With 78 hits, Cabrera leads the big leagues. That's seven more hits than Derek Jeter has in the AL and 12 more than the nearest NL batters, Rafael Furcal and Michael Bourn. Consequently, Cabrera also has the second-highest batting average in the majors at .373, while his .417 on-base percentage ranks fifth in the NL.
Trading pitcher Jonathan Sanchez for Cabrera has been a brilliant deal for Giants general manager Brian Sabean thus far. At the time, the trade looked like a sell-high deal for the Kansas City Royals, with Cabrera having a breakout 18-homer, 87-RBI, .809-OPS season. That performance, however, isn't looking like a fluke now.
Up next for Sabean and Cabrera is working out a contract extension. Cabrera's emergence as a top hitter is coming at just the right time for him.
4. David Wright, New York Mets
After batting .400 for most of the season, David Wright has fallen far below that mark.
Mike Stobe/Getty Images
Last week: No. 2
After surging to the second spot in our NL MVP rankings, David Wright slips to No. 4 on this week's list. The New York Mets third baseman had a rough week, batting 6-for-31 (.194), though he did notch two doubles, a homer and five RBI.
Those who were wondering if Wright could bat .400 for the season can probably shelve that curiosity now. Wright was still batting .400 as of last week's rankings, but this recent bad spell dropped his batting average to .365. That's still outstanding, of course, but pretty far below the .400 mark.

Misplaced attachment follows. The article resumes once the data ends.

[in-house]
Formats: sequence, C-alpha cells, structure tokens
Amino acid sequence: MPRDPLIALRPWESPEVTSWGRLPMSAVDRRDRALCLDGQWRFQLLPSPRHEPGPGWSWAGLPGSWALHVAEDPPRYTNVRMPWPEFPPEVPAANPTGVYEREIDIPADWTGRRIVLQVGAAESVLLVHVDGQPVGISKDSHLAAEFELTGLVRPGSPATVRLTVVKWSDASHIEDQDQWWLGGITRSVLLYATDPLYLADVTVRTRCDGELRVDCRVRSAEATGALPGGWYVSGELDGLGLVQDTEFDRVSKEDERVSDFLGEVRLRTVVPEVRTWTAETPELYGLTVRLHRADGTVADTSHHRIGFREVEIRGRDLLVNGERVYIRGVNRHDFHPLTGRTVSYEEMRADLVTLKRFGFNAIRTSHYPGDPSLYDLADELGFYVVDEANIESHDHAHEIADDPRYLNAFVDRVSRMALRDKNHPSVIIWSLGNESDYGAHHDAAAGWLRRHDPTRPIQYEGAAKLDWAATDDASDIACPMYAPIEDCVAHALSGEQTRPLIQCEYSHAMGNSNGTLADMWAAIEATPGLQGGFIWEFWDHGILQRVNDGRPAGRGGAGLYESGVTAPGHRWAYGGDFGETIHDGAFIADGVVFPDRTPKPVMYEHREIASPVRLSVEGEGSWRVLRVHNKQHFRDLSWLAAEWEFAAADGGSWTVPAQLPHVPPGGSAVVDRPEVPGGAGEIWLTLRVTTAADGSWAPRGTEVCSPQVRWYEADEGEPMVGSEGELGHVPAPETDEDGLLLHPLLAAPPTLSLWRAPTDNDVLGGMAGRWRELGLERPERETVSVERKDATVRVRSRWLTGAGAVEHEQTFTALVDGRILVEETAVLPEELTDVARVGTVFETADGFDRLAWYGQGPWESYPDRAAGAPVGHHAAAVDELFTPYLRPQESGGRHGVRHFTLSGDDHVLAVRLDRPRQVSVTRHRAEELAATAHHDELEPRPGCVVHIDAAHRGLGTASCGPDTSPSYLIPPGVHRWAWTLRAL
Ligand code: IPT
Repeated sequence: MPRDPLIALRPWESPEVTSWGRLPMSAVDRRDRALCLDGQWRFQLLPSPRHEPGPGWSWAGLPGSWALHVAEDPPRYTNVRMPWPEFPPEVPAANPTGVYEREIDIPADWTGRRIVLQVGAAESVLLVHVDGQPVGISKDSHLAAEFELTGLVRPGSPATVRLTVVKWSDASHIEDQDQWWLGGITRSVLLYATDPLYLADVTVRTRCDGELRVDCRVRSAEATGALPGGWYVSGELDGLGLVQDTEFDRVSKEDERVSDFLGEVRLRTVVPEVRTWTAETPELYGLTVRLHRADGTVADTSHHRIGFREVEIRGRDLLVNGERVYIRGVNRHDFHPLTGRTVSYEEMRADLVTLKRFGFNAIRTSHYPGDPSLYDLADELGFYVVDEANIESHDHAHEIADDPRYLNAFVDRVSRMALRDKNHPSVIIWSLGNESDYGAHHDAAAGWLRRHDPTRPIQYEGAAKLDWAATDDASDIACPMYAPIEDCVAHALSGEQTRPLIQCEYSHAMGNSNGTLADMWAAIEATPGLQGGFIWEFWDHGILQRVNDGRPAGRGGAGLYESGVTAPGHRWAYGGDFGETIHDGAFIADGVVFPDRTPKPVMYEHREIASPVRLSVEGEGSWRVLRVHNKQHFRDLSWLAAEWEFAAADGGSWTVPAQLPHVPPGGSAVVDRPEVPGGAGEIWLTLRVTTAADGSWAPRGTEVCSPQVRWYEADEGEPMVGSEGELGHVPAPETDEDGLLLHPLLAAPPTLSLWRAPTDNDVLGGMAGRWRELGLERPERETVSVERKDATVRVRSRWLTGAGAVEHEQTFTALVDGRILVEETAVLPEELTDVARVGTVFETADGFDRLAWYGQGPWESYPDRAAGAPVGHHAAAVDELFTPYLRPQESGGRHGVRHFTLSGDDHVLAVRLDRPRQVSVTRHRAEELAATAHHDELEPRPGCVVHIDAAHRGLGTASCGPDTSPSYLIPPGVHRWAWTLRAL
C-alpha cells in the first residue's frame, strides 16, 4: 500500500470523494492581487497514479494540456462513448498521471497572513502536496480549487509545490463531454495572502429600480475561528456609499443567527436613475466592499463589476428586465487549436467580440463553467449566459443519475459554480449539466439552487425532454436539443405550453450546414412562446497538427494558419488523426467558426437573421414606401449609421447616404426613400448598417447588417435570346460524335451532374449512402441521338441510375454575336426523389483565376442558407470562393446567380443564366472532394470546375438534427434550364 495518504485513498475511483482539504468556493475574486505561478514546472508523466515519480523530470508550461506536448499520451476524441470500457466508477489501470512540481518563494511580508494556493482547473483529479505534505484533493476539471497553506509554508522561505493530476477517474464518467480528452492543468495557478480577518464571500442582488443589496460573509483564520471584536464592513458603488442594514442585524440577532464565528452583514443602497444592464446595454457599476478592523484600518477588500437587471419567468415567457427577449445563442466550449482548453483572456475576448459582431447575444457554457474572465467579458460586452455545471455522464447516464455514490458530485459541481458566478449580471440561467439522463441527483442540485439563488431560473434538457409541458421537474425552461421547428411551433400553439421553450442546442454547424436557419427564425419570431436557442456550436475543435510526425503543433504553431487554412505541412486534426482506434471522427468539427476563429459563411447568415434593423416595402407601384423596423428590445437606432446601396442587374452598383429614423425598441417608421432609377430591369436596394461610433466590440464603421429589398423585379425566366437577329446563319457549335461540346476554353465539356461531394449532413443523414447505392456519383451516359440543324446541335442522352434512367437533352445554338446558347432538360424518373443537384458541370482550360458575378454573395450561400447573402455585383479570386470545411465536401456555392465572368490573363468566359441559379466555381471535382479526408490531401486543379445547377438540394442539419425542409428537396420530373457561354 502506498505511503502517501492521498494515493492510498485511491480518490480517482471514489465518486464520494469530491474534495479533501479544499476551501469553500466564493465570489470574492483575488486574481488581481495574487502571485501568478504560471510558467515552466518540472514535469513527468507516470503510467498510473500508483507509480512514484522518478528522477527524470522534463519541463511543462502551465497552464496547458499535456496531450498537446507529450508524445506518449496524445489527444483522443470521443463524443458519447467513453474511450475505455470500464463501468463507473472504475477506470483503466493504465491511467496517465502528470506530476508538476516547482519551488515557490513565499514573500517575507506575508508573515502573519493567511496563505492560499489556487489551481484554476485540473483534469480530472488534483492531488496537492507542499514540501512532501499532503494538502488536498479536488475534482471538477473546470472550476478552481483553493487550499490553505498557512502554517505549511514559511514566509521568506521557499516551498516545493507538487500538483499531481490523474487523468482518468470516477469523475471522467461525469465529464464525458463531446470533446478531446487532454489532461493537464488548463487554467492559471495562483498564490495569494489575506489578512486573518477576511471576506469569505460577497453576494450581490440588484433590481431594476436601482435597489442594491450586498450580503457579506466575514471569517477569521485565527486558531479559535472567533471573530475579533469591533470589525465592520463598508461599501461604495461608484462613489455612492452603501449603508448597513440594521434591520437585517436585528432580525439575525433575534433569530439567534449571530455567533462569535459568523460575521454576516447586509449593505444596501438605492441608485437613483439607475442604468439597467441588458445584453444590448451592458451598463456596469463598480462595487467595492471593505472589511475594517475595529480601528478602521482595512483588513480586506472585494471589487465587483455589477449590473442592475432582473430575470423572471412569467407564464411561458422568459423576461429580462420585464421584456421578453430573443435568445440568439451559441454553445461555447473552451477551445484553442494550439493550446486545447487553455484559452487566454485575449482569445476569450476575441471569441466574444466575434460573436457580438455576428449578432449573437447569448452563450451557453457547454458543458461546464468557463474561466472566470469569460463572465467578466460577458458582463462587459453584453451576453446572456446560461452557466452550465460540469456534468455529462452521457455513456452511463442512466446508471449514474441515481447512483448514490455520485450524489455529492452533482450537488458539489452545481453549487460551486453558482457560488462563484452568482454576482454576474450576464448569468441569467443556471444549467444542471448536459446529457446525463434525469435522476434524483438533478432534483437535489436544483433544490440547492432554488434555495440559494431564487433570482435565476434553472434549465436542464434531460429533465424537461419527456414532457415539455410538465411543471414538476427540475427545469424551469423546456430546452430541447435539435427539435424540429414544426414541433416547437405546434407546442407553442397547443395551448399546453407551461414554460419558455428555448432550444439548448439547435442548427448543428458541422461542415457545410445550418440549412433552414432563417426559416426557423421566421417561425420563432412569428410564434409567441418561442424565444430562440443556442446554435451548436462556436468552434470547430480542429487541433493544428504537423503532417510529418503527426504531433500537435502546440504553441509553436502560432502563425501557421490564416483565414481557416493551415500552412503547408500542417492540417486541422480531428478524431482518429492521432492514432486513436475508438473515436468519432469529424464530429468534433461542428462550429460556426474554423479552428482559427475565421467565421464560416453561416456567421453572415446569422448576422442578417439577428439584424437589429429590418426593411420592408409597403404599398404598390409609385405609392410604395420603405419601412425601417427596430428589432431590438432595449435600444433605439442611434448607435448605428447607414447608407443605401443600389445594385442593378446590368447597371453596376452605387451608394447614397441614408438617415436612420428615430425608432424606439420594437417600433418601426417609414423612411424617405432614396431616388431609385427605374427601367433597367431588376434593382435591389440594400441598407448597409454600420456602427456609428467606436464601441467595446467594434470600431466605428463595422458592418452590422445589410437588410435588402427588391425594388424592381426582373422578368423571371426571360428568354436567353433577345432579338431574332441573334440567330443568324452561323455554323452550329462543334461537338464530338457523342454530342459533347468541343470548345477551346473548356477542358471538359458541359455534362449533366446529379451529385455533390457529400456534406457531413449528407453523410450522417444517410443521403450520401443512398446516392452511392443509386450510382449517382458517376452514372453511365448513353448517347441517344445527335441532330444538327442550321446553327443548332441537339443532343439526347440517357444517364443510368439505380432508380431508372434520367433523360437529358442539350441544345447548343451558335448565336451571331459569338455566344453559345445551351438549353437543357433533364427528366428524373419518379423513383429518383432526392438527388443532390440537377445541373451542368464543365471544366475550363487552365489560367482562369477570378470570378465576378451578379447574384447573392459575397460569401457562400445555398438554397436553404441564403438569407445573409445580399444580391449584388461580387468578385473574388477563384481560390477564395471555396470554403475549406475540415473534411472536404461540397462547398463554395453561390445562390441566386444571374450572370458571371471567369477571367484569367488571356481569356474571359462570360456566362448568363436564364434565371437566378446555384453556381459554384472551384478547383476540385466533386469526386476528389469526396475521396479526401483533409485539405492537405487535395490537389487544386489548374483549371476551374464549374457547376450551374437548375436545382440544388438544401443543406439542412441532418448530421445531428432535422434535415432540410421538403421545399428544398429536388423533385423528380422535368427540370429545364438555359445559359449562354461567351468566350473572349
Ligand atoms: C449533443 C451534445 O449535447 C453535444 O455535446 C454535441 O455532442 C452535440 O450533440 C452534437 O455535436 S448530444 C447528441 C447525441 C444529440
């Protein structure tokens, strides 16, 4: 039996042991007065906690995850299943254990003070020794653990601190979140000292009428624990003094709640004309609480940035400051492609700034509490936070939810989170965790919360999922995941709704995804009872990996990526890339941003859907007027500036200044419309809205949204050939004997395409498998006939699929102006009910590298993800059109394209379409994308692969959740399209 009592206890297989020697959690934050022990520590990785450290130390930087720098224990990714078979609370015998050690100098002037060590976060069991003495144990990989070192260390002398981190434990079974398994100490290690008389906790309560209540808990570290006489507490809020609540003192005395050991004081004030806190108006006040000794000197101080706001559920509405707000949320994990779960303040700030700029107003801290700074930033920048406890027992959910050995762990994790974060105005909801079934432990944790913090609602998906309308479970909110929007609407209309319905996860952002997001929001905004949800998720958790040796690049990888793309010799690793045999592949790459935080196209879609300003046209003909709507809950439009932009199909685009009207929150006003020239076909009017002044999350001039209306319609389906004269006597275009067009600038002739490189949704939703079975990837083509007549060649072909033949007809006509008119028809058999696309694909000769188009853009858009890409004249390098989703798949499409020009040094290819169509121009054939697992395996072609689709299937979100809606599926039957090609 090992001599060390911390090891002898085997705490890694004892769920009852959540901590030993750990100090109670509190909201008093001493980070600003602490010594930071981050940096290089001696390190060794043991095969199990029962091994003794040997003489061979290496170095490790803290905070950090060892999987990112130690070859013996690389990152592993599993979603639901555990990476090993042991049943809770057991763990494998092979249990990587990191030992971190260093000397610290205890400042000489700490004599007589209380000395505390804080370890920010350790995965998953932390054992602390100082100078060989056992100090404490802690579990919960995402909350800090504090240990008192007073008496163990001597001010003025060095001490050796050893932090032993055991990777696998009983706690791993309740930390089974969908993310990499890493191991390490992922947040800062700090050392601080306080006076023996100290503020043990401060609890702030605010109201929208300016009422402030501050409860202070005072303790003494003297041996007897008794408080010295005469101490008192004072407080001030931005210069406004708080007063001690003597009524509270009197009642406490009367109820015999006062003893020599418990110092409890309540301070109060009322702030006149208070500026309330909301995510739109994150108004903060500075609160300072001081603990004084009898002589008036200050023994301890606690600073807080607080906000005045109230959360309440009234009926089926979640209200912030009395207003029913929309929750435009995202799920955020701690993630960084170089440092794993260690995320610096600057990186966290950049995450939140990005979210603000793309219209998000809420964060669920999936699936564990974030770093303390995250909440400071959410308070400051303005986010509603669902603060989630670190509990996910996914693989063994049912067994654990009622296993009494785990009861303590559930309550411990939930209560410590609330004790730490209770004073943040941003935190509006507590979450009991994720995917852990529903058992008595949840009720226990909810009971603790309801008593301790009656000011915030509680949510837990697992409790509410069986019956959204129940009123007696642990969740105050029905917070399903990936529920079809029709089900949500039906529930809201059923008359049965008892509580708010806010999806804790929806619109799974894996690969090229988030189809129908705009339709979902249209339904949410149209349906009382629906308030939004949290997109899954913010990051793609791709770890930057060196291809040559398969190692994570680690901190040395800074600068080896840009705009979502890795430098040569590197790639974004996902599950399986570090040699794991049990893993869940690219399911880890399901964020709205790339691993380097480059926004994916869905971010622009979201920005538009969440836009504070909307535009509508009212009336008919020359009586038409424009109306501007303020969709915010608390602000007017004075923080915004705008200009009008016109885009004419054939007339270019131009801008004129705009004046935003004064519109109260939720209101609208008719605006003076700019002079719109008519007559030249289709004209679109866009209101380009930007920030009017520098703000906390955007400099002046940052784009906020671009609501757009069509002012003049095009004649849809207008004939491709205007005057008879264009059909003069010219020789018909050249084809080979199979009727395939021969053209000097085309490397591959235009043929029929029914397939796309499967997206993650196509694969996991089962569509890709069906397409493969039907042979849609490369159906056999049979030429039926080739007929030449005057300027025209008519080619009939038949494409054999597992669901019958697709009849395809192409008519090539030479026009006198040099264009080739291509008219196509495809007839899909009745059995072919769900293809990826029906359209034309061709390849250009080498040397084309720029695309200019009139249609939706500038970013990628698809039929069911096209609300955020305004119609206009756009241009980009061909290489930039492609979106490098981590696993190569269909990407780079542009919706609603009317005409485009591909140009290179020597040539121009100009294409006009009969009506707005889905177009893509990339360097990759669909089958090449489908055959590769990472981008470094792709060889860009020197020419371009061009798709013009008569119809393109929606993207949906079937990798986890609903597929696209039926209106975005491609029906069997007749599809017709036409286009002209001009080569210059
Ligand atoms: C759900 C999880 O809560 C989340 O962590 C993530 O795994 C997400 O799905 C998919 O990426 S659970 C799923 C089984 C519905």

Wright's average is now the third-best in the NL, behind Melky Cabrera and Philadelphia Phillies catcher Carlos Ruiz. His .463 on-base percentage still ranks first, though, tied with the Cincinnati Reds' Joey Votto, and his 1.028 OPS is the third-best total in the NL.
The Mets are still hanging around first place in the NL East, now 1.5 games behind the Washington Nationals. That should help Wright's MVP case, even if his numbers continue to take a dip.
3. Joey Votto, Cincinnati Reds
Joey Votto now leads the NL with a 1.060 OPS.
Andy Lyons/Getty Images
Last week: No. 4
Moving up one spot among the NL MVP contenders is Joey Votto, who had an outstanding week at the plate. In the eight games since last week's rankings, Votto batted 12-for-27 (.444) with five doubles and three walks to go with a homer and RBI.
That surge has pushed Votto to the top of the NL in OPS at 1.060. His .463 on-base percentage is tied for first in the league as well, fueled by 43 walks, nine more than the next closest hitter, Dan Uggla of the Atlanta Braves.
Votto's home run and RBI numbers lag behind the league leaders due in part to the top of the Reds' batting order struggling to get on base. However, Votto is hitting for extra bases, as his .598 slugging percentage indicates. That figure is fueled by 22 doubles, which leads the big leagues, four ahead of the Red Sox's Adrian Gonzalez and David Ortiz and the Yankees' Robinson Cano.
With 12 wins in their last 18 games, the Reds are asserting themselves in the NL Central, building a 1.5-game lead over the sliding St. Louis Cardinals. That success, coupled with Votto heating up, should keep Votto a leading MVP candidate for the rest of the season.
2. Carlos Beltran, St. Louis Cardinals
Carlos Beltran has had many opportunities for curtain calls in 2012. (Scott Rovak-US PRESSWIRE)